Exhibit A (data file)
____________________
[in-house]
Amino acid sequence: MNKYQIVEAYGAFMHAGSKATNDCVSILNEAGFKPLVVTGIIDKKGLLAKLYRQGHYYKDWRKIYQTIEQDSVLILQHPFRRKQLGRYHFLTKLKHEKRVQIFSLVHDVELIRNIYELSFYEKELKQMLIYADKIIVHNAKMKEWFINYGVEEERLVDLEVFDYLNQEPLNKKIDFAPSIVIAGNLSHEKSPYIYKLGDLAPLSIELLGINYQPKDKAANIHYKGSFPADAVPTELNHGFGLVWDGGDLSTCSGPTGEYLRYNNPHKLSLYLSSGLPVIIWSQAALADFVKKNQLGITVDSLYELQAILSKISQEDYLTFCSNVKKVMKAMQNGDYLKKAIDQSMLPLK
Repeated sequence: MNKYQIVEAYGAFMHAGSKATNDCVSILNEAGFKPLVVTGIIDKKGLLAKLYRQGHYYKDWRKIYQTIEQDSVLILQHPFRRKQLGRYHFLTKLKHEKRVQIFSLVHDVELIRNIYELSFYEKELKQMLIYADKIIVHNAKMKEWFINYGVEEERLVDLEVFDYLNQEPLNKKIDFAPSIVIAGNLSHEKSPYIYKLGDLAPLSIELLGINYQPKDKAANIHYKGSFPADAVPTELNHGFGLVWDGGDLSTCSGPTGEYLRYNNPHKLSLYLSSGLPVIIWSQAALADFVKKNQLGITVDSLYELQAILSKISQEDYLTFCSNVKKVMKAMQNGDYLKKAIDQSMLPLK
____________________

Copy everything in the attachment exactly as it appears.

[in-house]
Amino acid sequence: MNKYQIVEAYGAFMHAGSKATNDCVSILNEAGFKPLVVTGIIDKKGLLAKLYRQGHYYKDWRKIYQTIEQDSVLILQHPFRRKQLGRYHFLTKLKHEKRVQIFSLVHDVELIRNIYELSFYEKELKQMLIYADKIIVHNAKMKEWFINYGVEEERLVDLEVFDYLNQEPLNKKIDFAPSIVIAGNLSHEKSPYIYKLGDLAPLSIELLGINYQPKDKAANIHYKGSFPADAVPTELNHGFGLVWDGGDLSTCSGPTGEYLRYNNPHKLSLYLSSGLPVIIWSQAALADFVKKNQLGITVDSLYELQAILSKISQEDYLTFCSNVKKVMKAMQNGDYLKKAIDQSMLPLK
Repeated sequence: MNKYQIVEAYGAFMHAGSKATNDCVSILNEAGFKPLVVTGIIDKKGLLAKLYRQGHYYKDWRKIYQTIEQDSVLILQHPFRRKQLGRYHFLTKLKHEKRVQIFSLVHDVELIRNIYELSFYEKELKQMLIYADKIIVHNAKMKEWFINYGVEEERLVDLEVFDYLNQEPLNKKIDFAPSIVIAGNLSHEKSPYIYKLGDLAPLSIELLGINYQPKDKAANIHYKGSFPADAVPTELNHGFGLVWDGGDLSTCSGPTGEYLRYNNPHKLSLYLSSGLPVIIWSQAALADFVKKNQLGITVDSLYELQAILSKISQEDYLTFCSNVKKVMKAMQNGDYLKKAIDQSMLPLK